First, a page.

Nathan is much more raw in his struggle with spiritual discipline. What Richard Foster wrote on always sounded like a glide into tranquility. I knew it wasn’t, but it just sounded that way. Nathan writes like you’ve been shoved off a mountain ledge and you’re hitting every rock, tree, and shrub on the way down.

It’s an honest discussion.

This week one of the chapters is on simplicity. My life is so full of junk and desire for more junk, it didn’t matter how Nathan would have written this one. He wrote with much more calm, but it still feels like a tumble over boulders and shrubs.

“Simplicity is not necessarily about depriving ourselves of worldly things but about being content — content to have or do without, free to give but also receive. It’s about living free from the trappings of society that keep us from following Jesus’s counsel to ‘seek first the kingdom of God.'”

If I am rooted in Kingdom living, I am free to receive things from this world… and free to give them up. It’s that “free to give them up” part that lodges in my throat and chokes. The distractions of stuff keep us from the beauty of the divine center… yet it is so hard to give it up. 

We are moving toward Lent and I know the challenge this year will be on true fasting for me and then giving up a portion of technology. There is a freedom  I need regained in my life. Freedom from the tyranny of stuff. It’s just that the road to that freedom is full of rocks and potholes and downed trees.

Lord, help me be truly free in my walk with you!

Getting past the “high” and moving into the routine of his presence

I am Pentecostal. We live for the experience.

When I see things advertised on Facebook for some Pentecostal service, youth service, etc., the hype words are always there.

EPIC!

UBER EPIC!

CUTTING EDGE!

DON’T MISS THIS ONE! (or the next one… or the next one…)

I am soaking in Richard Foster’s little book, Sanctuary of the Soul, again. He relates an incredibly powerful experience he had with God in a retreat. There were distinct movements of the Spirit that had powerful worship, incredible silence, and repentance. Truly epic.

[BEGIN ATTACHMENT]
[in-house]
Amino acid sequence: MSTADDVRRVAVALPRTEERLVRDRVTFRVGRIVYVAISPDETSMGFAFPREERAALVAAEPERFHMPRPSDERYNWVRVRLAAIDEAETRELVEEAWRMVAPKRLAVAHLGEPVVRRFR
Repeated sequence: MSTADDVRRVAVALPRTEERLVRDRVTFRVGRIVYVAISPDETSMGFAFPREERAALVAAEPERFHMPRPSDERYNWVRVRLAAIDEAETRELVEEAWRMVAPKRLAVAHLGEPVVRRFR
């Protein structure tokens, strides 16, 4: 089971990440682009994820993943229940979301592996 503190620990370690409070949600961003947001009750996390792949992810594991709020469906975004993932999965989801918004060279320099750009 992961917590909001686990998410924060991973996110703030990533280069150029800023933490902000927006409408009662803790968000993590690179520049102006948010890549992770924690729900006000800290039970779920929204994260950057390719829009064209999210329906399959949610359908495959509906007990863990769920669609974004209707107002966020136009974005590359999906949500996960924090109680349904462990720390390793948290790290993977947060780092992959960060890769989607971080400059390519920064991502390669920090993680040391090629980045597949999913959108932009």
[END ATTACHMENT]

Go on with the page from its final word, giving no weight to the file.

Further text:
He does note this, and I think it is wise: such experiences have been few and far between. Now, most of my Pentecostal friends may read that and feel sorry for him… and for me for agreeing.

Foster goes on:

It is not wise for us to hanker after such heights. (You’ll have to look up hanker.) Worship can be fully valid when there are not thrills or flights of ecstasy. The group, just like the individual, must learn to endure spiritual weather of all kinds with serenity of soul. The heights are full of wonder, but in between those heights we may well travel together through shadow and valley and desert for months and even years. That is all part of what it means to walk with God.

I welcome powerful experiences. I love the powerful sense of his presence. Yet, his presence is ready to guide me day after day. It won’t be the emotional high. There is a constant presence, a knowledge that he is moving in and through my day, and my soul quieted before him can rest in his great guidance.

 

Richard Foster Reflects on Dallas Willard

I am sure I will soon stop posting on the passing of Dallas Willard, but indulge me these next few days.

Richard Foster reflects on the friendship he had with Dallas in this piece.

Here is how Dallas Willard described Kingdom life. Talk about making every word count!

“The aim of God in history is the creation of an all-inclusive community of loving persons with God himself at the very heart of this community as its prime Sustainer and most glorious Inhabitant.”

Amazing insight.

I could go on… and I probably will…